Young Chelsea players were targeted for years by a “prolific and manipulative sexual abuser” who was able to operate “unchallenged”, says a damning report.
Evidence from 23 witnesses details how ex-chief scout Eddie Heath, who died in 1983, groomed and abused young boys aged between 10 and 17 in the 1970s.
An external review said some adults at Chelsea must have been aware of Heath’s abuse but “turned a blind eye”.
In a statement, Chelsea’s board apologised “unreservedly”.
The report – led by barrister Charles Geekie QC – is also heavily critical of former assistant manager Dario Gradi, who is accused of failing to tell more senior club staff about an allegation regarding the sexual conduct of Heath, brought to him by the parent of a young player.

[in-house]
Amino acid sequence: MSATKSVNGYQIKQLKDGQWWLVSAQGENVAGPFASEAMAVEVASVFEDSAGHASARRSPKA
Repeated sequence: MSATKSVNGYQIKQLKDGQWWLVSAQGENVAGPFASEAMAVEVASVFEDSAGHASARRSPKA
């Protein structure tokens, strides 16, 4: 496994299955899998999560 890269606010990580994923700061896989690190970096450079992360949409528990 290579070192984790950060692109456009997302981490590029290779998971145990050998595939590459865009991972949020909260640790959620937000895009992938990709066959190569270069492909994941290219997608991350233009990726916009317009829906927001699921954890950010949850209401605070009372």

Gradi’s alleged failure to report the claim “was a lost opportunity to expose Heath and prevent further abuse”.
The BBC has approached 78-year-old Gradi for comment. In his evidence to the review, he denied trying to “smooth over” the matter in a meeting with the boy’s father. He also said he reported the allegations to the club’s assistant manager.
Meanwhile, a separate review into allegations of racial abuse from 1982 up until the late 1990s conducted by charity Barnado’s concluded that “black players were subjected to a daily tirade of racial abuse”.